Behind the bookshelf in the library of Audrey Geisel’s California home is a secret room where the walls are lined with the hats that her husband, Theodor Geisel, a k a Dr. Seuss, collected throughout his globe-trotting life. There are Japanese, Italian and German military hats; a feather hat and a drum-major hat; a hat modeled after Inspector Clouseau’s; Seussian hats that people made for Mr. Geisel; and of course a Cat in the Hat hat. “You can see a direct correlation between these hats and the artwork and characters he created,” said Bill Dreyer, curator of the Art of Dr. Seuss collection. These hats have never left the Geisel house until now – as part of the national traveling exhibition “Hats Off to Dr. Seuss,” celebrating the 75th anniversary of Mr. Geisel’s second children’s book, “The 500 Hats of Bartholomew Cubbins.” The exhibition also includes reproductions of drawings, paintings and sculptures that Mr. Geisel “created at night, for himself, that he didn’t share with the public.” But when Mr. Dreyer speaks Saturday at the opening, he will talk primarily about the hats; Mr. Geisel made dinner party guests wear them when things needed livening up, and he would put them on to relieve writer’s block. “Somehow that got the creative juices flowing,” Mr. Dreyer said.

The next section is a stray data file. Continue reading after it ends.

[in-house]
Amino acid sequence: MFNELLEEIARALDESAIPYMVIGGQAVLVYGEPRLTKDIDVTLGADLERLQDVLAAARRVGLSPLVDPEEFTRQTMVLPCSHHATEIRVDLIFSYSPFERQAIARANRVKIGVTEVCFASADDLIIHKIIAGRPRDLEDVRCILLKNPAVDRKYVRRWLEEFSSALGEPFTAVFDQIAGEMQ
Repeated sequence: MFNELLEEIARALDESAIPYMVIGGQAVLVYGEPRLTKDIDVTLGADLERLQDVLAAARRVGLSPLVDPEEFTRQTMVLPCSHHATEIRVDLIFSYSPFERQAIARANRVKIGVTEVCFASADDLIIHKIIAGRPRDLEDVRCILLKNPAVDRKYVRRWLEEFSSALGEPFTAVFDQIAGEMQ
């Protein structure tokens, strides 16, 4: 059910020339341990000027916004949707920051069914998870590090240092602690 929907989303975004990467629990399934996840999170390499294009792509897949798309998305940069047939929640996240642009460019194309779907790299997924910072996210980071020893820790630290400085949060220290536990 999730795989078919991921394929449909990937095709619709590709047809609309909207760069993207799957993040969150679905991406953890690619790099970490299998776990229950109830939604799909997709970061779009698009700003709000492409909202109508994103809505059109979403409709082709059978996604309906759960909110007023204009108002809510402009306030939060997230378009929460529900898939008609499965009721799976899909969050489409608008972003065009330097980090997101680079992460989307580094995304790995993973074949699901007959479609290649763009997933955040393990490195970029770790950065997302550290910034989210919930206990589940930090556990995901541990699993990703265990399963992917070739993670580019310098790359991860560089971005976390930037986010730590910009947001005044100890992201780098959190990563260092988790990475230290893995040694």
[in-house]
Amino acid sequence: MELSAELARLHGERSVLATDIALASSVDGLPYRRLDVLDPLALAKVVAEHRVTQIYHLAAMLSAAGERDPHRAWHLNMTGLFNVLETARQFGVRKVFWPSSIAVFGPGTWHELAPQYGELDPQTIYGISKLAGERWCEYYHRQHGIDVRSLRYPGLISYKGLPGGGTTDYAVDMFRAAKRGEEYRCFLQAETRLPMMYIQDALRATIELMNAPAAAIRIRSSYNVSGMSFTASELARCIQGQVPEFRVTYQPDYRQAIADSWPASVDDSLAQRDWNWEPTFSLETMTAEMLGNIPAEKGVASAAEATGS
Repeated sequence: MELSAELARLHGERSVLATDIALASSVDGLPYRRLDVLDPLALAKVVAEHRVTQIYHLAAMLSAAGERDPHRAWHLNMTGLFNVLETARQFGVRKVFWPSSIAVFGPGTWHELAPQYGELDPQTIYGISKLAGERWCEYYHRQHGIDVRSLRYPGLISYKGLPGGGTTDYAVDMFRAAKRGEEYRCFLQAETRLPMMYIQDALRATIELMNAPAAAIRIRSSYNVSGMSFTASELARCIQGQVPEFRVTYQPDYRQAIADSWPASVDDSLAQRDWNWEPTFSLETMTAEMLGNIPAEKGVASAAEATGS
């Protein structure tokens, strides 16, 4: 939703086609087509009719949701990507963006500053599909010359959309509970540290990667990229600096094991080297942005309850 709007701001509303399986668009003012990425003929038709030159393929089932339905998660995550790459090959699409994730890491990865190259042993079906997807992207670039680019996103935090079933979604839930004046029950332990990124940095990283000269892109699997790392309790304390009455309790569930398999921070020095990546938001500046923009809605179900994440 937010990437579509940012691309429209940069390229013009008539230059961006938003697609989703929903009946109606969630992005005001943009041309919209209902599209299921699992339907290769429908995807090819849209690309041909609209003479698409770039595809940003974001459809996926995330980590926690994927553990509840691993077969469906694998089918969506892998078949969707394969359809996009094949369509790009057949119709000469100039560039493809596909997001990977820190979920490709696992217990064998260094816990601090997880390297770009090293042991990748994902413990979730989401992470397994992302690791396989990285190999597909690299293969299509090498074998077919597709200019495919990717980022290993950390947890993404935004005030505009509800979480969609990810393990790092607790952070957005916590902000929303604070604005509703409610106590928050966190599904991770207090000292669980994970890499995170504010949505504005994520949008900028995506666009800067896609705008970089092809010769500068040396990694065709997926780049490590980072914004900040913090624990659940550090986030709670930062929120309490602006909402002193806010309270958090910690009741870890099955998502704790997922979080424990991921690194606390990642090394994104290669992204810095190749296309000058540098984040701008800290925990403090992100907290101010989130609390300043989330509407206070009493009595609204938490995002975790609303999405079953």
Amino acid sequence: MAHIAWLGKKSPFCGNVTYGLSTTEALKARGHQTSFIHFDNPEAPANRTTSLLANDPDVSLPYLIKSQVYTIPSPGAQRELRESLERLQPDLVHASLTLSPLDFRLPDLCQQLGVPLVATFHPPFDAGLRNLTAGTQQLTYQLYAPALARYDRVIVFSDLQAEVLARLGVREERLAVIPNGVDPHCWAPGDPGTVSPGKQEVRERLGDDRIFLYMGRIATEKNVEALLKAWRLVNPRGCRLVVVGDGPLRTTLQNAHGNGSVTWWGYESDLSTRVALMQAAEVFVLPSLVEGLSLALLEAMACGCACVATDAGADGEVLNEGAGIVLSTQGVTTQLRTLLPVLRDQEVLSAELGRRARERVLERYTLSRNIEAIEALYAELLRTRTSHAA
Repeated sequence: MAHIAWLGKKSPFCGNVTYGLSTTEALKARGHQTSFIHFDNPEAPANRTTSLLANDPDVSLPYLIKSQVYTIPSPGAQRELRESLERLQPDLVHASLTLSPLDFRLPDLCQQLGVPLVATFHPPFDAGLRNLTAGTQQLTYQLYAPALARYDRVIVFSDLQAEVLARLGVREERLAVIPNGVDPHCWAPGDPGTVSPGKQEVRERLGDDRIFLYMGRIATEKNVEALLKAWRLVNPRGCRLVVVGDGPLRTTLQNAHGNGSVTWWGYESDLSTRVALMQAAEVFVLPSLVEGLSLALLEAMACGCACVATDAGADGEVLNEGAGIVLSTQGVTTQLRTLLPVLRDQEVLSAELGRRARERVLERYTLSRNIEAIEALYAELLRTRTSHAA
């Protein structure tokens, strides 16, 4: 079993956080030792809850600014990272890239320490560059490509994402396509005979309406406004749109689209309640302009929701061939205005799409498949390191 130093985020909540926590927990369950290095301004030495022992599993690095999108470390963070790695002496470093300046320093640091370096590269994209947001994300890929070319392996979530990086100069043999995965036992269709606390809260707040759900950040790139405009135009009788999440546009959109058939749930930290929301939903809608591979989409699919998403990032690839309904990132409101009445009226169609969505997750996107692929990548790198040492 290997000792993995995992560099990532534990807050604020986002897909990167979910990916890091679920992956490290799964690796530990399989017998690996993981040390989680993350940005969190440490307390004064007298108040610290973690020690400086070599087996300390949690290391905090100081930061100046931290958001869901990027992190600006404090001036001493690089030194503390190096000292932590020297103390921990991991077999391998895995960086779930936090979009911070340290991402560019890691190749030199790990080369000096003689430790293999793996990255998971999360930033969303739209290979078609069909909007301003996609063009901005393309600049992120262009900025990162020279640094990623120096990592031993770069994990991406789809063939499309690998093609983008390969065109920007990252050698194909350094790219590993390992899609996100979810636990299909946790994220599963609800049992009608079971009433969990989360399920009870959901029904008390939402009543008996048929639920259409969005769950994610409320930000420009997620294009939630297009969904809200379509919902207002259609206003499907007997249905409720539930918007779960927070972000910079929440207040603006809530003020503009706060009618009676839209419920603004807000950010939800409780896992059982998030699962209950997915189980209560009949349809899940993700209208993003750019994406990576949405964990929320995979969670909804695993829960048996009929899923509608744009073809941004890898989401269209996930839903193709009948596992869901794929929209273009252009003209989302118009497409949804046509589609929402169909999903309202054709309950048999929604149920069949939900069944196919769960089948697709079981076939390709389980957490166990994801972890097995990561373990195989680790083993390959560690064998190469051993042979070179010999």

Art on 5th, April 6-20, 10 a.m., drseussart.com.